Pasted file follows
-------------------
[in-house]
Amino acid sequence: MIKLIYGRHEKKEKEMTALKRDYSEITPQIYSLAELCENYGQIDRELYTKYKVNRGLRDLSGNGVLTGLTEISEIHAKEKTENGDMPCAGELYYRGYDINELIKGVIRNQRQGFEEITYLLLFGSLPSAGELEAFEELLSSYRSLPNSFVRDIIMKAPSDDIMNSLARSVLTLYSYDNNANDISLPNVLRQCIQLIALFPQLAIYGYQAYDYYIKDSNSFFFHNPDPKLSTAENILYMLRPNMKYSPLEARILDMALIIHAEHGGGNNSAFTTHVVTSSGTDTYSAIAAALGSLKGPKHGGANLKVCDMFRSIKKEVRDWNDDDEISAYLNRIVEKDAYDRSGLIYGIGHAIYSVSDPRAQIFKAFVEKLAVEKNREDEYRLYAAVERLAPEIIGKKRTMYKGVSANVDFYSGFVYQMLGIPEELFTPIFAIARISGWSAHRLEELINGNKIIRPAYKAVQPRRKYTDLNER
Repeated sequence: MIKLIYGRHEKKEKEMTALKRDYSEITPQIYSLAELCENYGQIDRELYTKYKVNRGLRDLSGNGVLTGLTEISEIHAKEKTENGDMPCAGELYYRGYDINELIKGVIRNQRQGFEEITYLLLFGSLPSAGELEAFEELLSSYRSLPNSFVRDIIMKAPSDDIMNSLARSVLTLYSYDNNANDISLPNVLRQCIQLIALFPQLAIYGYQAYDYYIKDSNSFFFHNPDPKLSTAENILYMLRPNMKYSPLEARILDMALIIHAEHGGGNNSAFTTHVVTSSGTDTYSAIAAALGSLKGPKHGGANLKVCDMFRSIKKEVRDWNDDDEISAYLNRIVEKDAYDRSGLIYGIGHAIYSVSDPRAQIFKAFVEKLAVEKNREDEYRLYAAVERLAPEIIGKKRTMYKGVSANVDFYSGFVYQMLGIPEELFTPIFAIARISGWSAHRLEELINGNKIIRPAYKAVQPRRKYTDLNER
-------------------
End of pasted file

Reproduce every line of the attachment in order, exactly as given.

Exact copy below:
[in-house]
Amino acid sequence: MIKLIYGRHEKKEKEMTALKRDYSEITPQIYSLAELCENYGQIDRELYTKYKVNRGLRDLSGNGVLTGLTEISEIHAKEKTENGDMPCAGELYYRGYDINELIKGVIRNQRQGFEEITYLLLFGSLPSAGELEAFEELLSSYRSLPNSFVRDIIMKAPSDDIMNSLARSVLTLYSYDNNANDISLPNVLRQCIQLIALFPQLAIYGYQAYDYYIKDSNSFFFHNPDPKLSTAENILYMLRPNMKYSPLEARILDMALIIHAEHGGGNNSAFTTHVVTSSGTDTYSAIAAALGSLKGPKHGGANLKVCDMFRSIKKEVRDWNDDDEISAYLNRIVEKDAYDRSGLIYGIGHAIYSVSDPRAQIFKAFVEKLAVEKNREDEYRLYAAVERLAPEIIGKKRTMYKGVSANVDFYSGFVYQMLGIPEELFTPIFAIARISGWSAHRLEELINGNKIIRPAYKAVQPRRKYTDLNER
Repeated sequence: MIKLIYGRHEKKEKEMTALKRDYSEITPQIYSLAELCENYGQIDRELYTKYKVNRGLRDLSGNGVLTGLTEISEIHAKEKTENGDMPCAGELYYRGYDINELIKGVIRNQRQGFEEITYLLLFGSLPSAGELEAFEELLSSYRSLPNSFVRDIIMKAPSDDIMNSLARSVLTLYSYDNNANDISLPNVLRQCIQLIALFPQLAIYGYQAYDYYIKDSNSFFFHNPDPKLSTAENILYMLRPNMKYSPLEARILDMALIIHAEHGGGNNSAFTTHVVTSSGTDTYSAIAAALGSLKGPKHGGANLKVCDMFRSIKKEVRDWNDDDEISAYLNRIVEKDAYDRSGLIYGIGHAIYSVSDPRAQIFKAFVEKLAVEKNREDEYRLYAAVERLAPEIIGKKRTMYKGVSANVDFYSGFVYQMLGIPEELFTPIFAIARISGWSAHRLEELINGNKIIRPAYKAVQPRRKYTDLNER